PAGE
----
On Feb. 13, The New York Times published interviews with multiple women, including Mandy Moore and Phoebe Bridgers, who accused music producer and artist Ryan Adams of psychological abuse — particularly related to the manipulation of their musical careers. Some of the women accused Adams of sexual misconduct as well. Adams' lawyer, Andrew B. Brettler, denied all claims to the Times. Since the piece was published, there has been an outpouring of support for these women on social media. And on Feb. 16, Bridgers tweeted her thanks for the support she's received since coming forward with her allegations, and shared her thoughts on the entire situation.
"It's been a weird week and I wanted to say a couple of things," Bridgers tweeted three days after the Times report ran. "Thank you from my whole f*cking heart to my friends, my bands, my mom. They all supported and validated me. They told me that what had happened was f*cked up and wrong, and that I was right to feel weird about it. I couldn't have done this without them."
After thanking her support system, she claimed that Adams' alleged behavior was enabled by his peers, and she encouraged her followers to be active bystanders if they ever witness harmful and toxic behaviors from their friends.
"Ryan had a network too," she wrote. "Friends, bands, people he worked with. None of them held him accountable. They told him, by what they said or what they didn't, that what he was doing was okay. They validated him. He couldn't have done this without them. Guys, if your friend is acting f*cked up, call them out. If they're actually your friend, they'll listen. That's the way this all gets better."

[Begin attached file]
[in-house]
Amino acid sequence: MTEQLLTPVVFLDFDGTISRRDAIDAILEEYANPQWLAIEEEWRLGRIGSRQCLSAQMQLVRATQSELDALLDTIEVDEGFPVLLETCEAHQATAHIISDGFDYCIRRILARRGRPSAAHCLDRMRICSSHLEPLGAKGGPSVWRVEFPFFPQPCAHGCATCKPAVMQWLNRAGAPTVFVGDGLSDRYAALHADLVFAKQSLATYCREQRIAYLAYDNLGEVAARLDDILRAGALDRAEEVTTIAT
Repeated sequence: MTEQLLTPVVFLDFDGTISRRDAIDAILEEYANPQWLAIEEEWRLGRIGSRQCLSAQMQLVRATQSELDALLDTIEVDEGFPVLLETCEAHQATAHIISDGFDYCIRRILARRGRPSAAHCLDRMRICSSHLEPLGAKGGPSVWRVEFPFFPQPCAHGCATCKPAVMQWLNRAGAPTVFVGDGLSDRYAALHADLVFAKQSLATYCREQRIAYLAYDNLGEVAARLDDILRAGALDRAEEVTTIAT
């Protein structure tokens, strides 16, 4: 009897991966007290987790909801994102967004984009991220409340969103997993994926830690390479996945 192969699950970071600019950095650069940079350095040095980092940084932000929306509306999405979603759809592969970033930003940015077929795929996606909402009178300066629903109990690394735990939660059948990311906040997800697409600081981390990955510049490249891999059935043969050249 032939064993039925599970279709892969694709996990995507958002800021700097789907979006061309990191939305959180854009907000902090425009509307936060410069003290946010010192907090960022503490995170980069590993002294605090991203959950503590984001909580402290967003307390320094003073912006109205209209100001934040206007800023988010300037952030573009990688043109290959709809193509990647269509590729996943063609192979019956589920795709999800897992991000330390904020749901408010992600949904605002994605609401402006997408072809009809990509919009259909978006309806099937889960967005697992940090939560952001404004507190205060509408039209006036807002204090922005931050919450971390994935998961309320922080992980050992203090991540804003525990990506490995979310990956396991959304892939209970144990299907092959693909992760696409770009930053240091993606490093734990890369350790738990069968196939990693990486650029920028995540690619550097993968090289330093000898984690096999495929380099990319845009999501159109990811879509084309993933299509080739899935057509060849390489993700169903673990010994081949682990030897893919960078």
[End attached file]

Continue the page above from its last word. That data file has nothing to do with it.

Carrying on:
Bridgers began to work with Adams in 2014, according to the Times report. Adams invited her to the studio to share a few of her songs. He reportedly then asked her to record music with him and open for him on tour. Bridgers alleged that their relationship quickly turned romantic, and then "obsessive and emotionally abusive."
According to the Times, Bridgers claimed that Adams began sending her text messages that insisted she prove her location when they weren't together. She also claimed that he would ask her to leave social situations to participate in phone sex, and he allegedly would threaten suicide if she didn't reply immediately. Bridgers told the Times she eventually broke things off between them, at which point she alleges that her plans to release music with him and to go on tour together were ended by the producer. Adams contested Bridgers' description of their relationship via a statement from his lawyer to the Times. He characterized their time together as "a brief, consensual fling."
Following the release of the Times report, Adams posted a series of tweets apologizing for anyone he may have "unintentionally" hurt. He wrote, "I am not a perfect man and I have made many mistakes. To anyone I have ever hurt, however unintentionally, I apologize deeply and unreservedly." He then claimed that some of the details in the Times report were "exaggerated" and "false."
Bridgers' post follows one from Mandy Moore, who was married to Adams for six years. Moore posted on Instagram to share her support of the women involved. "Speaking your truth can be painful and triggering but it’s always worth it," she wrote. "My heart is with all women who have suffered any sort of trauma or abuse. You are seen and heard. #sisterhoodforever." Adams' lawyer told the Times that Moore's description of her relationship with her ex-husband is "completely inconsistent with [Adams'] view of the relationship," and he also denied that Adams ever tried to stop Moore from progressing in her musical career.
For her part, Moore voiced her support of Bridgers by sharing the musician's tweet on her own page, and writing, "Facts. Thank you, @phoebe_bridgers." The actor added a "love you" represented by a heart emoji and "you" at the end of her retweet.